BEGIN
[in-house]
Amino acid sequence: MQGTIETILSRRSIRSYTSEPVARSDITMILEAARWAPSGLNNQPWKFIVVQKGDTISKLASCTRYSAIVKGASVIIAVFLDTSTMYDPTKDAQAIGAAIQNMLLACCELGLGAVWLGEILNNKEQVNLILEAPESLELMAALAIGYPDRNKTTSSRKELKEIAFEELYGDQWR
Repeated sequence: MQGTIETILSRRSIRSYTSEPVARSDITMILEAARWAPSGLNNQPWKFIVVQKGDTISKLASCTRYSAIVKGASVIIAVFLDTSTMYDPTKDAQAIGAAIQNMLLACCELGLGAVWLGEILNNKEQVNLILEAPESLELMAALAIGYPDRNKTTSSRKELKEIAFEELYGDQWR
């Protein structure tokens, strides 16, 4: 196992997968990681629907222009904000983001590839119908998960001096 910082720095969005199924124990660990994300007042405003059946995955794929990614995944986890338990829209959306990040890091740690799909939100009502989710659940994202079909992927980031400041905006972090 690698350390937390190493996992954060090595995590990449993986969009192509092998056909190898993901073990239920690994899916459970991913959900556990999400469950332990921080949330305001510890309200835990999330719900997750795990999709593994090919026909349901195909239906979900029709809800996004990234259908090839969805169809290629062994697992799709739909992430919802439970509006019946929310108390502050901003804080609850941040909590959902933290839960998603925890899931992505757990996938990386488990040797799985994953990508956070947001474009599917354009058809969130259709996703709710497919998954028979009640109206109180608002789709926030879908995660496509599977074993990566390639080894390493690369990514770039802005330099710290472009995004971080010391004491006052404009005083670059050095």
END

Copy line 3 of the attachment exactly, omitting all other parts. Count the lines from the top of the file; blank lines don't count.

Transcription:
Repeated sequence: MQGTIETILSRRSIRSYTSEPVARSDITMILEAARWAPSGLNNQPWKFIVVQKGDTISKLASCTRYSAIVKGASVIIAVFLDTSTMYDPTKDAQAIGAAIQNMLLACCELGLGAVWLGEILNNKEQVNLILEAPESLELMAALAIGYPDRNKTTSSRKELKEIAFEELYGDQWR